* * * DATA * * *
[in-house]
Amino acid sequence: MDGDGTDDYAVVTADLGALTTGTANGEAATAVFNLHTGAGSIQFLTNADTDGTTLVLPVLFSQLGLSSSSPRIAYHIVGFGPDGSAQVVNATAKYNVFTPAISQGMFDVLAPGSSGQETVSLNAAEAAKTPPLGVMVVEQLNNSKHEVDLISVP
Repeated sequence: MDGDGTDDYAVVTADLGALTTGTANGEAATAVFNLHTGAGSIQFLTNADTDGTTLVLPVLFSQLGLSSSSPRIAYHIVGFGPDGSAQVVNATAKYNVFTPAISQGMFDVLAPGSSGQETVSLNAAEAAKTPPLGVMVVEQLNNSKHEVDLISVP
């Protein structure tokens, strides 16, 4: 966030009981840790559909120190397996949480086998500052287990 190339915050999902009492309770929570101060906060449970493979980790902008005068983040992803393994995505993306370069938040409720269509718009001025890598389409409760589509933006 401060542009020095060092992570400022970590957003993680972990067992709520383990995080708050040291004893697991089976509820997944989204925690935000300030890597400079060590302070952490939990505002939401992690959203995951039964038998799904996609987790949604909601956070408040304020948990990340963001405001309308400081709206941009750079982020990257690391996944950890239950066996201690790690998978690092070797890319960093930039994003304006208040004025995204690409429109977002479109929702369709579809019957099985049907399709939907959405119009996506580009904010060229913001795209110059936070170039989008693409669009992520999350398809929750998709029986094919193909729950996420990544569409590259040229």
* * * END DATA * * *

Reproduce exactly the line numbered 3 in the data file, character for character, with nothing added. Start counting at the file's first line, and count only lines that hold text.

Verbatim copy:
Repeated sequence: MDGDGTDDYAVVTADLGALTTGTANGEAATAVFNLHTGAGSIQFLTNADTDGTTLVLPVLFSQLGLSSSSPRIAYHIVGFGPDGSAQVVNATAKYNVFTPAISQGMFDVLAPGSSGQETVSLNAAEAAKTPPLGVMVVEQLNNSKHEVDLISVP